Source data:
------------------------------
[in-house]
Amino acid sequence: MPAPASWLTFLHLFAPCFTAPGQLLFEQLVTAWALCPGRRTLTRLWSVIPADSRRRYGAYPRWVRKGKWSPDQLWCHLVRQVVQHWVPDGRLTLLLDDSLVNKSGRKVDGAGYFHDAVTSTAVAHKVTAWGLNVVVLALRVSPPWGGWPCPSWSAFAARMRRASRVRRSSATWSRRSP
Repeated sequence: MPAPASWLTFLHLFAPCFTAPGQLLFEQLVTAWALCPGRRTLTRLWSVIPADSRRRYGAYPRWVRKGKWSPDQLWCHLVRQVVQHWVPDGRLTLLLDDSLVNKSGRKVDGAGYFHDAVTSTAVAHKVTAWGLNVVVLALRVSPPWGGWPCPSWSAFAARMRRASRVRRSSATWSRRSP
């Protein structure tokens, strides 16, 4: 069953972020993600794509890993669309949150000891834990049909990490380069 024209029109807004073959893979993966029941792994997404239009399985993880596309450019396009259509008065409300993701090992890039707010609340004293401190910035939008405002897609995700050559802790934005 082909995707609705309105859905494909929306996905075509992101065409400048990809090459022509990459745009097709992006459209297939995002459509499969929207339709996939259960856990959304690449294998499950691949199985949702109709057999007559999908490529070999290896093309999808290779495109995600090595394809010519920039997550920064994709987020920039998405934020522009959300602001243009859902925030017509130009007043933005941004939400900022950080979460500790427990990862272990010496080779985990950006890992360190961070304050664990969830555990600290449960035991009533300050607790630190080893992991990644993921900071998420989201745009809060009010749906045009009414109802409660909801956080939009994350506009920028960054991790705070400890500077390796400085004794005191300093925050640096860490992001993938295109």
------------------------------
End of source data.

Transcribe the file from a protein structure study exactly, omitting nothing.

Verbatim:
[in-house]
Amino acid sequence: MPAPASWLTFLHLFAPCFTAPGQLLFEQLVTAWALCPGRRTLTRLWSVIPADSRRRYGAYPRWVRKGKWSPDQLWCHLVRQVVQHWVPDGRLTLLLDDSLVNKSGRKVDGAGYFHDAVTSTAVAHKVTAWGLNVVVLALRVSPPWGGWPCPSWSAFAARMRRASRVRRSSATWSRRSP
Repeated sequence: MPAPASWLTFLHLFAPCFTAPGQLLFEQLVTAWALCPGRRTLTRLWSVIPADSRRRYGAYPRWVRKGKWSPDQLWCHLVRQVVQHWVPDGRLTLLLDDSLVNKSGRKVDGAGYFHDAVTSTAVAHKVTAWGLNVVVLALRVSPPWGGWPCPSWSAFAARMRRASRVRRSSATWSRRSP
């Protein structure tokens, strides 16, 4: 069953972020993600794509890993669309949150000891834990049909990490380069 024209029109807004073959893979993966029941792994997404239009399985993880596309450019396009259509008065409300993701090992890039707010609340004293401190910035939008405002897609995700050559802790934005 082909995707609705309105859905494909929306996905075509992101065409400048990809090459022509990459745009097709992006459209297939995002459509499969929207339709996939259960856990959304690449294998499950691949199985949702109709057999007559999908490529070999290896093309999808290779495109995600090595394809010519920039997550920064994709987020920039998405934020522009959300602001243009859902925030017509130009007043933005941004939400900022950080979460500790427990990862272990010496080779985990950006890992360190961070304050664990969830555990600290449960035991009533300050607790630190080893992991990644993921900071998420989201745009809060009010749906045009009414109802409660909801956080939009994350506009920028960054991790705070400890500077390796400085004794005191300093925050640096860490992001993938295109």